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At the outbreak of the First World War, the Colchester Military Hospital was classed as a ‘UK Home Central Hospital’.

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Some named patients can be found at the end of this chapter. After a few months these had to undertake service elsewhere, and probationers were employed to fill their places. Military Heart Hospital) ALLEN, Miss Julie (4.4.1918 to 4.4.1919. Also affiliated, in 1917, were 240 beds at Whipps Cross Hospital. Local Voluntary Auxiliary Hospitals, that had become established when the war began, were also affiliated to the General Hospital in Colchester. My father found himself a patient there on two occasions. As I recall, there was strictly no more than two visitors per bed; strictly-adhered-to visiting times; and strictly no sitting on a bed! All the men were suffering from severe wounds, but were cheerful. The Hospital has just been “demolished.” Here are a few facts and figures concerning its deeds : Opened 14th August, 1914. Passed through 59 Belgians and 901 British; total, 960. Only one convoy was received direct.” LIST OF PEOPLE KNOWN TO HAVE WORKED AT COLCHESTER MILITARY HOSPITAL: if a British Red Cross card exists for a person, a link is displayed at an individual’s profile [dates in () refer to Colchester Military Hospital length of service]:- AGER, Miss Norah Katherine (5.11.1917-8.5.1918.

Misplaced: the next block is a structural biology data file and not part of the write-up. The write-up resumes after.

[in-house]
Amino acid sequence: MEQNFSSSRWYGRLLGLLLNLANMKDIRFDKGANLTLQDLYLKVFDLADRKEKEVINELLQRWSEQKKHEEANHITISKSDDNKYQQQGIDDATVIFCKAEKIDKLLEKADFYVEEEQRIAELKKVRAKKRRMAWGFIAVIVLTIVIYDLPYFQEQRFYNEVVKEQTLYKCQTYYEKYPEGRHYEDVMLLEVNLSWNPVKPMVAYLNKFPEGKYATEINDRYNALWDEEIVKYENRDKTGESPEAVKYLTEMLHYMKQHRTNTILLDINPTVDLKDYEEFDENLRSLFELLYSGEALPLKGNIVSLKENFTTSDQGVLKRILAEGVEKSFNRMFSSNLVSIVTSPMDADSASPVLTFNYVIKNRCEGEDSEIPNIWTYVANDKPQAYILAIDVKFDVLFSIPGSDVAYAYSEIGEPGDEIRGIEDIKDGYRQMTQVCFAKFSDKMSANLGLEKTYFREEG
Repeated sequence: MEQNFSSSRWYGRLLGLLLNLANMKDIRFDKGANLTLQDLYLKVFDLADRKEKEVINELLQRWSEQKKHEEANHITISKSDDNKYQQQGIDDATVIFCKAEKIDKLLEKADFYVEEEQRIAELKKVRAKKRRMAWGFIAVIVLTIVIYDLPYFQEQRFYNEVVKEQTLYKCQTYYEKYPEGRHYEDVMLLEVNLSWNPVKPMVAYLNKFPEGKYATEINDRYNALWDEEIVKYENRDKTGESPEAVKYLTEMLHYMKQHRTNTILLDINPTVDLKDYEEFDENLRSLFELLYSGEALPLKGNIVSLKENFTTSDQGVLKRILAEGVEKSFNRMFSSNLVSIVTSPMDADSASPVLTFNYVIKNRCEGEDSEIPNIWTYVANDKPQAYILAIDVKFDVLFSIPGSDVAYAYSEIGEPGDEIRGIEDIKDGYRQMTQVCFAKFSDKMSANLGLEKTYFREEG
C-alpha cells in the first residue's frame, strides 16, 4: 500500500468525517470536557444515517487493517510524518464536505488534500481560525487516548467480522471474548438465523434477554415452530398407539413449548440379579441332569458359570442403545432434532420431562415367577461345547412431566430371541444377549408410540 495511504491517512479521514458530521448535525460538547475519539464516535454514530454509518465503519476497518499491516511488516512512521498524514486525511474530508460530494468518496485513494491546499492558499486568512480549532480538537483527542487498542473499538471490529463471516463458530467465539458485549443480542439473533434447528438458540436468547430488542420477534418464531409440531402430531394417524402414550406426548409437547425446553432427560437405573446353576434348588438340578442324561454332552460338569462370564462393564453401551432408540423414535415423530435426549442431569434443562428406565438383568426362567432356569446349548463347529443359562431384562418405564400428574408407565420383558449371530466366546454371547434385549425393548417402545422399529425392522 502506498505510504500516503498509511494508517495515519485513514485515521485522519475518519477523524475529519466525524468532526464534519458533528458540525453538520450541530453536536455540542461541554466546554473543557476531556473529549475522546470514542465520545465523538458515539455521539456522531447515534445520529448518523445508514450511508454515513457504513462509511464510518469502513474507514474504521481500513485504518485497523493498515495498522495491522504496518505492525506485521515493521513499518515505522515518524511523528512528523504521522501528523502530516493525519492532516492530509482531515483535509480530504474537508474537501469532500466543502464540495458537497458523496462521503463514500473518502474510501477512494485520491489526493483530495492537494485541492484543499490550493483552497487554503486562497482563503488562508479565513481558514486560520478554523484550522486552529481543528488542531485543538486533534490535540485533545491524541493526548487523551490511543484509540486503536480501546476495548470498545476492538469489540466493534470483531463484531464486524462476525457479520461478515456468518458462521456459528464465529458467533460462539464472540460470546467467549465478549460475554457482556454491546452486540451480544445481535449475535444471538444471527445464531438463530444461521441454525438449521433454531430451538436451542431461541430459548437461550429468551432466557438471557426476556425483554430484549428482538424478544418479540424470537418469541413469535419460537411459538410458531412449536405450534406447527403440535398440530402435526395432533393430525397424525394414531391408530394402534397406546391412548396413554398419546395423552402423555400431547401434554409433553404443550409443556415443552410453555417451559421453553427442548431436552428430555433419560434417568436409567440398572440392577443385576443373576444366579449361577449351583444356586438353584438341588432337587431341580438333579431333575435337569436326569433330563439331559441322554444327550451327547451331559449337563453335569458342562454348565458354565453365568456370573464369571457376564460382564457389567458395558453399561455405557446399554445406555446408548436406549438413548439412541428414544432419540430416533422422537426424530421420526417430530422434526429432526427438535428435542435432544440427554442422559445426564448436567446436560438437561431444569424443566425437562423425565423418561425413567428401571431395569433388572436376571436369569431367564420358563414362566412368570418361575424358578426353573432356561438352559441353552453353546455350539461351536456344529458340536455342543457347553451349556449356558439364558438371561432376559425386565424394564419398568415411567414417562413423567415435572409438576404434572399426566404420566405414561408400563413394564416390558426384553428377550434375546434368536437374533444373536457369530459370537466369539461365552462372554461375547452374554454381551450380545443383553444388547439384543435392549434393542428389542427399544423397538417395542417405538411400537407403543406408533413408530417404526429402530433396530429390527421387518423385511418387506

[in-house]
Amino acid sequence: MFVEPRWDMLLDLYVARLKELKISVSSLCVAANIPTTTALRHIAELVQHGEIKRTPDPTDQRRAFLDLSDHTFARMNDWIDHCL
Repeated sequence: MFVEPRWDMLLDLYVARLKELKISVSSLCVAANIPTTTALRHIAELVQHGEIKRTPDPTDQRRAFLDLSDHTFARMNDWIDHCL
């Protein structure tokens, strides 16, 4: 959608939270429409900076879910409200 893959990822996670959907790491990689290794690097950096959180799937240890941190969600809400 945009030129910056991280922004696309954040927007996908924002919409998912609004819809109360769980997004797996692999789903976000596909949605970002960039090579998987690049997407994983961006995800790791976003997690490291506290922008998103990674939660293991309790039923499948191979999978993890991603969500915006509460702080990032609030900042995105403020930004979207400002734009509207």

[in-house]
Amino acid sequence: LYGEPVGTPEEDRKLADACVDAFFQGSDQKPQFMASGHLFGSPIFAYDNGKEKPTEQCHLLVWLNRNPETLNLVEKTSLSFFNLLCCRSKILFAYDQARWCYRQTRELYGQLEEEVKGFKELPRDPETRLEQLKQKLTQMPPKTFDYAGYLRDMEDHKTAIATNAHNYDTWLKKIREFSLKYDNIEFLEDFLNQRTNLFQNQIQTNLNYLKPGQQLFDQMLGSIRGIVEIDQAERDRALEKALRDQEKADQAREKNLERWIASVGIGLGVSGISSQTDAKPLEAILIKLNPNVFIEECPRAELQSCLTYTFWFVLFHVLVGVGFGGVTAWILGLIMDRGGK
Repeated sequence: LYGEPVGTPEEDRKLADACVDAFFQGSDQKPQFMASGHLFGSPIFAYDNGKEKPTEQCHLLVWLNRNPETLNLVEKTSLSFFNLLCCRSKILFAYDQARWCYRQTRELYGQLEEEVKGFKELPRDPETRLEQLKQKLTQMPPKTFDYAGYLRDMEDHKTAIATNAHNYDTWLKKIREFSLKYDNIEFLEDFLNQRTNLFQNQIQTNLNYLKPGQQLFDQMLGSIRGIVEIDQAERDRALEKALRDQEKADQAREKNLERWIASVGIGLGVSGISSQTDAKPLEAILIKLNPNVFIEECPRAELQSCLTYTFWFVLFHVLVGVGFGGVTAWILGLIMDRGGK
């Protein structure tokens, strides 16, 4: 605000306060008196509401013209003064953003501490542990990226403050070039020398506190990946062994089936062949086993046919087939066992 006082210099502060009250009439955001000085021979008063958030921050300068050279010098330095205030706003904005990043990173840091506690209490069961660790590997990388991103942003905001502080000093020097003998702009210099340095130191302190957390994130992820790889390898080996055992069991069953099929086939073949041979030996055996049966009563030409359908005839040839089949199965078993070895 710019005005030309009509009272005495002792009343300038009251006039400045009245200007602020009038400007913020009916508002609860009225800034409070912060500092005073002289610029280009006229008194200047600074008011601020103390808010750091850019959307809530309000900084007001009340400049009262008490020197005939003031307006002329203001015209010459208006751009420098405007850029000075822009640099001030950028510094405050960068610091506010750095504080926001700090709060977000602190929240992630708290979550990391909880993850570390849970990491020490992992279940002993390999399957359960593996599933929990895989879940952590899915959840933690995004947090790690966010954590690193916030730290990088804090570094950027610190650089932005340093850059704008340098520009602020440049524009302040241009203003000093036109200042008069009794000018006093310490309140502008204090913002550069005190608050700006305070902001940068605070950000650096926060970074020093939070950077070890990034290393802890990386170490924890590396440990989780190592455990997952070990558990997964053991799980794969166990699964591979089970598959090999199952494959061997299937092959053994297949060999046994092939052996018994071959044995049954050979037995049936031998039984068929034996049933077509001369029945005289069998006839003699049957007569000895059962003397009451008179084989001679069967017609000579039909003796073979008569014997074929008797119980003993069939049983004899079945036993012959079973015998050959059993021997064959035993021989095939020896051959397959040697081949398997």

Another contingent of wounded, numbering about 50, and including several Germans, arrived at Colchester on Sunday, and were conveyed to the Garrison Hospital. A young Belgian officer, only 19 years of age, about 6ft. in height, died at the Garrison Hospital on Saturday. Received Local Sick from the South Midland Division, 20th August, 1914. He worked at the Military Heart Hospital in Hampstead and, then, the ‘General Military Hospital’ or ‘Military Heart Hospital’ in Colchester – being awarded with the CBE in January 1920 and knighted the next year, in recognition of his services. Heart services, and the aforementioned Thomas Lewis, moved from the Military Heart Hospital in Hampstead because the hospital had become too small by 1917. Each officer stayed for two months, with six under training at any one time. The ‘Military Heart Hospital’ in Colchester admitted 150 patients a week and, in total, treated 8000 soldiers. By the end of 1917/beginning of 1918, because of the shortage of British medical officers. Two or three of the wounded were Colchester men, and one of them—Pt. His leg had been badly hurt by shrapnel, and the limb had to be amputated, septic poisoning having set in. Baker—was at one time conductor on the Colchester tramways, but afterwards joined the G. The funeral took place at Colchester on Monday with full military honour. “valuable services rendered” mention 16 August 1918) BENNITT, Mrs.